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Mouse Strain 129 Substrain Nomenclature

A large degree of genetic diversity among 129 substrains was identified by scientists at The Jackson Laboratory (Simpson et al., Nature Genetics 16:19-27, 1997), and subsequently by investigators at Case Western Reserve University (Threadgill et al., Mammalian Genome 8:390-393, 1997). Because of the importance of 129 mice in creating "knockout" and other targeted mutant mice, the International Committee on Standardized Genetic Nomenclature for Mice introduced a nomenclature to distinguish different 129 parental lines and related 129 strains.

The overall result was a change in 129 nomenclature that specifies groups of strains related by their common parental lineage. The major parental lineages include:

The numbers following the letters (e.g., P3) distinguish the different 129 parent strains within each lineage. These nomenclature changes affect the strain names for inbred 129 mice and all strains carrying transgenes, spontaneous, targeted and other induced mutations on a 129 background. Targeted mutations (e.g., "knockouts") often are maintained on a mixture of C57BL/6 and a particular 129 strain. This mixed genetic background was previously designated simply B6;129. Strain names were revised, primarily to B6;129P or B6;129S, to distinguish between 129 strains that are from the parental (P) or steel (S) lineages.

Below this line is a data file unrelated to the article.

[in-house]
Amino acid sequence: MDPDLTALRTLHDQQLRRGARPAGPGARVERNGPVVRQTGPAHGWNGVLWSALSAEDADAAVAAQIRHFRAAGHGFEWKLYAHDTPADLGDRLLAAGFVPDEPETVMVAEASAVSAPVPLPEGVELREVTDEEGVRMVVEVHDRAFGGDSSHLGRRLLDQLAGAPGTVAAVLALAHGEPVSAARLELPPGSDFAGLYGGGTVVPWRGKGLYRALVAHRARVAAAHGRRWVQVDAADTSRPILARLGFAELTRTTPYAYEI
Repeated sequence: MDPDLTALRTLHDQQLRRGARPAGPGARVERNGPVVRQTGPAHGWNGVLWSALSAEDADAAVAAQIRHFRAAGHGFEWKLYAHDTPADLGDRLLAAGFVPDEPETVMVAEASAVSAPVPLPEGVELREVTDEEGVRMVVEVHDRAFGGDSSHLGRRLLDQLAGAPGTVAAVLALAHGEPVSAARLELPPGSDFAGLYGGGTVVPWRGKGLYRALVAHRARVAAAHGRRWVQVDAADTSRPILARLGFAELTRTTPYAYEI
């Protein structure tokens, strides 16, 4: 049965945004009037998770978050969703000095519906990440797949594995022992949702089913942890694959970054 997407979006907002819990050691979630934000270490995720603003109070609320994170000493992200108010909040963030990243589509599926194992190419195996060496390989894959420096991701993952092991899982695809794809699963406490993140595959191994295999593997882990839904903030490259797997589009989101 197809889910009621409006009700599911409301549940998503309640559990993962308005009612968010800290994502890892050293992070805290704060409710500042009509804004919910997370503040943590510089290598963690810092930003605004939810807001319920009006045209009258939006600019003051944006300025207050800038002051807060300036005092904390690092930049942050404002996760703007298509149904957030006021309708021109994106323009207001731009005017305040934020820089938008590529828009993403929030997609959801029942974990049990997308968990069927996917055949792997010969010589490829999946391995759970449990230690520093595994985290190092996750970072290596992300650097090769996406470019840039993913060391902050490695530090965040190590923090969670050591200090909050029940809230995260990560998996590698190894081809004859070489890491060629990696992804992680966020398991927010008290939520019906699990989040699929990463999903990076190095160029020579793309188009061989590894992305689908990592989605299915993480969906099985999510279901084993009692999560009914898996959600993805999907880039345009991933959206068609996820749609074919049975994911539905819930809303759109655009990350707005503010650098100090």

The exact origin and breeding history of some spontaneous and targeted mutations maintained on either a 129 background or mixed B6;129 is unknown. Therefore, substrain information has been left out of some strain names and such strains are designated simply 129 or B6;129. Information below, taken from the article by Festing, et al., (Mammalian Genome, 10:836, 1999), further describes the rationale behind the nomenclature changes. Mouse Genome Informatics updates the nomenclature table; the most recent revision occurred in March, 2009.